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VOL. 1

Erin Joyce, Times Square, NYC, Spring Break Art Show, Andrew Erdos


At which point in the life cycle does beauty mutate to decay; often horrible things have their own kind of beauty. In the imbricated landscape of contemporary culture, a created and porous definition of war, conflict, and manifestations of violence has emerged. Sometimes, They Have To Kill Us is an examination of humanity in this age of conflict; a conflict between ‘us’ and ‘the stranger’.  In this scenario – this exhibition aims to redress ‘us’ as a collective stand in for humanity, and ‘the stranger’ as colonizing forces that seek to pervert and subvert the natural order of the earth, and as such, undermine the intention of humanity.


This exhibition will be a solo show of American artist, Andrew Erdos. Erdos has, for many years, been fascinated with this idea of beauty in the decay of environments, and the liminal reality of that notion. Erdos work featured in Sometimes, They Have To Kill Us, will be a combination of new and existing work, dealing with the idea of out of body experience, breakdowns of linear time, and the travel of a soul.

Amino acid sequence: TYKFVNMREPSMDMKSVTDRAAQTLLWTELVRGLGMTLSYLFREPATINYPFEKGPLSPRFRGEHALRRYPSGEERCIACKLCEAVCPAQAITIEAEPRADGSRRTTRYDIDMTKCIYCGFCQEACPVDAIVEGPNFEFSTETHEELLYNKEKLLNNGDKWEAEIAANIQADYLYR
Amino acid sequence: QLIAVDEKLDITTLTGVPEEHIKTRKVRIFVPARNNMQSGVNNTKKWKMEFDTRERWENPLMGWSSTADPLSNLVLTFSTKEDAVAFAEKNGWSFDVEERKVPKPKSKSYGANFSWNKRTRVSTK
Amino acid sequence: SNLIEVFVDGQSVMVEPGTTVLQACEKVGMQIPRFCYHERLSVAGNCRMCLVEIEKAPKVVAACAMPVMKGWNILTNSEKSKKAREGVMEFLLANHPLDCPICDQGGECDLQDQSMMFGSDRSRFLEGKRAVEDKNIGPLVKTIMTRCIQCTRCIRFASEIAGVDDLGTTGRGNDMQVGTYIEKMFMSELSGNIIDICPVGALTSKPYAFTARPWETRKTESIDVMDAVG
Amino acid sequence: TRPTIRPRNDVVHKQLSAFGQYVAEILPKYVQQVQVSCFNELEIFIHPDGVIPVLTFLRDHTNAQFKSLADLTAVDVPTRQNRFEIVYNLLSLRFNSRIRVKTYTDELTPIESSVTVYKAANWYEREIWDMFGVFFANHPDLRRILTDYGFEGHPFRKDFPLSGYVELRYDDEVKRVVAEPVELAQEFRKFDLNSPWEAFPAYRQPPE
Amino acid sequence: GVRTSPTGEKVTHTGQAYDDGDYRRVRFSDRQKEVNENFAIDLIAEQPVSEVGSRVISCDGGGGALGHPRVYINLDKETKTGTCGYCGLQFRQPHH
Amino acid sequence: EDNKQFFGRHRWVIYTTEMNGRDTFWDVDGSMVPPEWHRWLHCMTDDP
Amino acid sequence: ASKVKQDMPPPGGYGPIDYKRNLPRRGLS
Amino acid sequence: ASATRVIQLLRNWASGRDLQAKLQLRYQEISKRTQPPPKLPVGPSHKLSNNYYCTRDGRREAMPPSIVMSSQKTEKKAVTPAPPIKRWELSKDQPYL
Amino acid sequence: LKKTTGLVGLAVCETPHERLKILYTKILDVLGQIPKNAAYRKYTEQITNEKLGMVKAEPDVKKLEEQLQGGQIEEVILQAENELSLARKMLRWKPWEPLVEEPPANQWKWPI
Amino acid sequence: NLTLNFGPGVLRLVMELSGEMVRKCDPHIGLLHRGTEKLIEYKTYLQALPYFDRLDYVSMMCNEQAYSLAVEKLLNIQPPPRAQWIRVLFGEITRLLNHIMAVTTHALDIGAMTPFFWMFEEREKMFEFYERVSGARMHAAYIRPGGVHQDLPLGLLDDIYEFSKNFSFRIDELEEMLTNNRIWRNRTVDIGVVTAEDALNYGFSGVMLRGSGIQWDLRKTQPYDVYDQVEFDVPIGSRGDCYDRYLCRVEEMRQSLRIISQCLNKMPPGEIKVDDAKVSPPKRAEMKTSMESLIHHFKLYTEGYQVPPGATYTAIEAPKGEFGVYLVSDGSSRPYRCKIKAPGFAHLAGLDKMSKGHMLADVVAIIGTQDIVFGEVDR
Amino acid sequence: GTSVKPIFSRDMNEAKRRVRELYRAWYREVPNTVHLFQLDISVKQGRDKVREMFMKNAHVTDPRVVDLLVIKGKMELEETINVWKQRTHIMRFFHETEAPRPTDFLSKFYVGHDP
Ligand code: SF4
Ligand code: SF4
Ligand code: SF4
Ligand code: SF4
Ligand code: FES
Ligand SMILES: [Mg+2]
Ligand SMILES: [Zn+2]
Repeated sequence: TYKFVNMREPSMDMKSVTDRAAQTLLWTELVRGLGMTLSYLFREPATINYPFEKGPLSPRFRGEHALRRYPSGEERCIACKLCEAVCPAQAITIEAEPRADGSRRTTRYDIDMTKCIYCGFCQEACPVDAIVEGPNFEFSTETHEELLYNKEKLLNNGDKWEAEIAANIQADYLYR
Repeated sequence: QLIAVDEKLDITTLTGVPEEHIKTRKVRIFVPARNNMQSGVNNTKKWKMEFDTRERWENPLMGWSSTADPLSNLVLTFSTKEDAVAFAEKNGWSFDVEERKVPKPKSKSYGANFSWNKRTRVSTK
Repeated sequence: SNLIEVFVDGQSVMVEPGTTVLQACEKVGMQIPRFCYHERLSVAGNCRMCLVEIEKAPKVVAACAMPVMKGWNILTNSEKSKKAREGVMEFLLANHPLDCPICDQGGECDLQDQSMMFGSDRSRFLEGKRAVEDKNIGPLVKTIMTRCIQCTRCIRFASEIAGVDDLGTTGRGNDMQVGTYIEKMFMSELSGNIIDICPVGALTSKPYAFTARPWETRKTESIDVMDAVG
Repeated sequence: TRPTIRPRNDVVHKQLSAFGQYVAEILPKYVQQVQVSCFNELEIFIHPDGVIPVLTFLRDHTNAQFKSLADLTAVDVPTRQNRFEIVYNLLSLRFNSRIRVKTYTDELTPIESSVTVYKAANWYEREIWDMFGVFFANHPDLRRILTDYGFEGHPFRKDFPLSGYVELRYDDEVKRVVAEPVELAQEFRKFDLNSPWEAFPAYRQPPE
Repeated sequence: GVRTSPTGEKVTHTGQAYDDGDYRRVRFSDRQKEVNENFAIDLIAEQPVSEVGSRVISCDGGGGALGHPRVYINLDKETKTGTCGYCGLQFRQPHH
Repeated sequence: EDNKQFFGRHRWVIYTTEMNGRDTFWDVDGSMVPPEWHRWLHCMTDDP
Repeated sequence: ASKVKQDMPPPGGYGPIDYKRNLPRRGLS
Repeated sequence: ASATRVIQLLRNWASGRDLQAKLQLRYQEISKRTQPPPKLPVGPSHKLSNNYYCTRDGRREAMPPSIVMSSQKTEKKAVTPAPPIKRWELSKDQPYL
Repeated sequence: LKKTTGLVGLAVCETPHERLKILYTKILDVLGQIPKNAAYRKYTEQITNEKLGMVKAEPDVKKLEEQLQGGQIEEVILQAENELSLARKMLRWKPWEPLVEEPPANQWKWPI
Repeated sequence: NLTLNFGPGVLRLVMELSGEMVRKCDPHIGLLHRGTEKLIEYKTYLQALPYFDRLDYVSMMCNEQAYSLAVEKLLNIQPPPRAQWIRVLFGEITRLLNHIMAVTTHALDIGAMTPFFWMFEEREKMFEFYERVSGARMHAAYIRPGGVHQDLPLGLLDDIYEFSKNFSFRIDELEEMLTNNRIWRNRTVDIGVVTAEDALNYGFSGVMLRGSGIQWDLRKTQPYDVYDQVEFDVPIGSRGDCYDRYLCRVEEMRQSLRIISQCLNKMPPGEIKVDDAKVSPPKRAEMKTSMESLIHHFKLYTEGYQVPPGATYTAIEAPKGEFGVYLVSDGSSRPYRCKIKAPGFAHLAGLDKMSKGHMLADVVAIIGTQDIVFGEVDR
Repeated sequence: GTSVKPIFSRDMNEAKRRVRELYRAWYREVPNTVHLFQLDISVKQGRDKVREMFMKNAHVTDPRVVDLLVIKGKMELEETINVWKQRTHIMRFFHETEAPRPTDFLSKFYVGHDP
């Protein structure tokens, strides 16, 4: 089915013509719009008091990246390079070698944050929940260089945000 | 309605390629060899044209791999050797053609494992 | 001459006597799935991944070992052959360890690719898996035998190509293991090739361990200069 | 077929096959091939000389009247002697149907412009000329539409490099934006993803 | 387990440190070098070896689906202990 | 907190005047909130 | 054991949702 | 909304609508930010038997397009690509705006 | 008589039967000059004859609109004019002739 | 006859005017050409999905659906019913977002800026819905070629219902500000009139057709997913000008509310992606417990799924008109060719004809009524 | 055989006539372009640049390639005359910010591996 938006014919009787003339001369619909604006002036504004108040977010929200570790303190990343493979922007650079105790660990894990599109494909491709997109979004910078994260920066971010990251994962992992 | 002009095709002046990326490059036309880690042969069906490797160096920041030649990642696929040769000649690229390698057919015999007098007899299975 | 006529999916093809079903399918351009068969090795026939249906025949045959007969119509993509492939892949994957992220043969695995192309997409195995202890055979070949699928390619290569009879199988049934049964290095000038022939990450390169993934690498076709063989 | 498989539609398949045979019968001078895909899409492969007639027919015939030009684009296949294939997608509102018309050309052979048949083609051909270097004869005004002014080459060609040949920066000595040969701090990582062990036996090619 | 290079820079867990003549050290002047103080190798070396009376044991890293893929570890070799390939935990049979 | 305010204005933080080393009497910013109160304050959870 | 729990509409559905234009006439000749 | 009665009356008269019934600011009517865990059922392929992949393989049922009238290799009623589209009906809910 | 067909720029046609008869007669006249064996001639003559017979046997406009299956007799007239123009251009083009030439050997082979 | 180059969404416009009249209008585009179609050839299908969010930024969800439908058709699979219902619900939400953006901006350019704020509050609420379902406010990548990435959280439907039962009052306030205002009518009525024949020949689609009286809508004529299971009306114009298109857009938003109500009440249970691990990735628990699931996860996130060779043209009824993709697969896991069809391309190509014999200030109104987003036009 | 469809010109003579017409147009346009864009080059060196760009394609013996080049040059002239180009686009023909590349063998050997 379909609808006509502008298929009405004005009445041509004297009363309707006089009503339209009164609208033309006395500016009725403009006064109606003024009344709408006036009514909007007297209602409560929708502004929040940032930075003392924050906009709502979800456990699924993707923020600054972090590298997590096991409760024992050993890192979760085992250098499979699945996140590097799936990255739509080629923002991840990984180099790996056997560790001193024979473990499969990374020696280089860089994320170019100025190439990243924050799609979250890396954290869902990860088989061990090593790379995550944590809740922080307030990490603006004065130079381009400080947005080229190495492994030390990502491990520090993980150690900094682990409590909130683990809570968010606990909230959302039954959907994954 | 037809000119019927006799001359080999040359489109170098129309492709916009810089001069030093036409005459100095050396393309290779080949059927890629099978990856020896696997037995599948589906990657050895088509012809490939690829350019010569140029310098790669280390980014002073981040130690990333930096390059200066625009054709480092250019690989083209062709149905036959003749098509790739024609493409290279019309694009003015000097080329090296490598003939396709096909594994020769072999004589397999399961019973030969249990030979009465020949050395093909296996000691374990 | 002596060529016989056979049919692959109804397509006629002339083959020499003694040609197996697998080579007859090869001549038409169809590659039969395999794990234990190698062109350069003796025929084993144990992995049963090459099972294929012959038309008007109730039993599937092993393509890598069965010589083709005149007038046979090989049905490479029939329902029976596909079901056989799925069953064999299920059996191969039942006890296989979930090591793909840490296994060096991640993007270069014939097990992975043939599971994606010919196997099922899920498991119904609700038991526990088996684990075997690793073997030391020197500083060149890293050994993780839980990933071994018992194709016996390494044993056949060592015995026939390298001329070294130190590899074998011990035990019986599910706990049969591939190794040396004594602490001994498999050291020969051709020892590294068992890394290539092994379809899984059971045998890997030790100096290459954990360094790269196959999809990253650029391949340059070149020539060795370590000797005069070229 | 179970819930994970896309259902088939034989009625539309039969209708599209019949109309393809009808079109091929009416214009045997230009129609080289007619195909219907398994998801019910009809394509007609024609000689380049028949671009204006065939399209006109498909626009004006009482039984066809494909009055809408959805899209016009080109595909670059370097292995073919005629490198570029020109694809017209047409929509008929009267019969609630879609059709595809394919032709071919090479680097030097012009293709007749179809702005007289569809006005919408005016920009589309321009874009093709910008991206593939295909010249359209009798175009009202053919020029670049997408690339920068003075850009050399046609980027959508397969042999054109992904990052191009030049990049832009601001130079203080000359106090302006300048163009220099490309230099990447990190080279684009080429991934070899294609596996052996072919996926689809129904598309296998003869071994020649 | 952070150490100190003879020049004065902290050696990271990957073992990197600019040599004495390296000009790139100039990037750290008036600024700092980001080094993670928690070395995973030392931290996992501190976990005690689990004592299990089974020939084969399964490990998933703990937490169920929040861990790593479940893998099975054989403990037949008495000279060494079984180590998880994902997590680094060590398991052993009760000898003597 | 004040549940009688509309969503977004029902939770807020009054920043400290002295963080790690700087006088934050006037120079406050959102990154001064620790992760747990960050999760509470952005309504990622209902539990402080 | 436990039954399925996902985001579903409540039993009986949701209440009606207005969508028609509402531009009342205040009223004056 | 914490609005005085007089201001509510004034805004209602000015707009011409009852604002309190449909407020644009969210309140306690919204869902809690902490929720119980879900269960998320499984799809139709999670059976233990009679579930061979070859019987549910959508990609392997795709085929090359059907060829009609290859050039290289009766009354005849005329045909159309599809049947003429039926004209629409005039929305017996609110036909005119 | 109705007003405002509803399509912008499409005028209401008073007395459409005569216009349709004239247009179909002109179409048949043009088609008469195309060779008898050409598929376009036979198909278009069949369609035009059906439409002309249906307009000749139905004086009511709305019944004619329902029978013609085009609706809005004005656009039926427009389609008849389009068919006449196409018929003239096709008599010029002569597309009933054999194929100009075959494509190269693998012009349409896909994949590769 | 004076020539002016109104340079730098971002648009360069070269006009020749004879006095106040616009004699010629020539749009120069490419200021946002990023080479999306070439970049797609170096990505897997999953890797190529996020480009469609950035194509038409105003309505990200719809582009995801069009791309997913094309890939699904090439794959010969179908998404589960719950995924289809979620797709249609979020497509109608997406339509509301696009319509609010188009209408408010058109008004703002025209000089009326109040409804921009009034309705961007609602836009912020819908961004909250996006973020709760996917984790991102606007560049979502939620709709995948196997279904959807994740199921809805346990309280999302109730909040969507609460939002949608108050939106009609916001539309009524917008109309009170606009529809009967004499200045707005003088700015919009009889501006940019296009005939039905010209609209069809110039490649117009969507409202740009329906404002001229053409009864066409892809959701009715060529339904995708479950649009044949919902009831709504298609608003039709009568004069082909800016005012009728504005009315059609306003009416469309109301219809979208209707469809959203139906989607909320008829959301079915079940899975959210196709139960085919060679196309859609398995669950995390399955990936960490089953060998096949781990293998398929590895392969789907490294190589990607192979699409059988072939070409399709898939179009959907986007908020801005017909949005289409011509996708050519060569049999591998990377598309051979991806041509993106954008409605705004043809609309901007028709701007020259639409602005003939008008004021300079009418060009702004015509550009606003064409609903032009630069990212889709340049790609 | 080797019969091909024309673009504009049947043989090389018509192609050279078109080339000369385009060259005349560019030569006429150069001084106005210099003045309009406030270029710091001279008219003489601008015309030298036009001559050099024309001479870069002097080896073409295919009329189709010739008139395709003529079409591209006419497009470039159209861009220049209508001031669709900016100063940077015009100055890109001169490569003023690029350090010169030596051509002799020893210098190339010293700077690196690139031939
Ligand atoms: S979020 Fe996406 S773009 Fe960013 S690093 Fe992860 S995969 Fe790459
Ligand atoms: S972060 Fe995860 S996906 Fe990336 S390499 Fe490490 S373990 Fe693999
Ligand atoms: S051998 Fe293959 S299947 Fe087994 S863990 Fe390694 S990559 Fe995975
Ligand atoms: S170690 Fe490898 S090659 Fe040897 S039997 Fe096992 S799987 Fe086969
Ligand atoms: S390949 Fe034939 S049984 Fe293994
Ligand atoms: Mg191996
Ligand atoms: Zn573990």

Fossil fuels are the reincarnated energy of prehistoric life. They have been the catalyst for a dramatic human evolution and the conclusion of the Holocene Epoch. Erdos work often involves beautiful, colorful images that are abstracted and oblique from direct reading of narrative, but allude to the devastation of natural worlds, and foreshadow an end of nature.

In his work he creates visually beautiful and ephemeral moments, aligning forces and future promises. Erdos often creates work that serves allegorical lens through which humanities’ dependence on oil is refracted. Illuminating the wondrous bounty and innovation that fossil fuels have allowed humanity to achieve, which concurrently and adversely has created systemic manifestations of environmental and social violence, as well as environmental racism. It is the acknowledgment of a reality in which humanity has othered itself from the earth in an acceptance and embracing of prosperity. 

Photograph by Andrew Erdos

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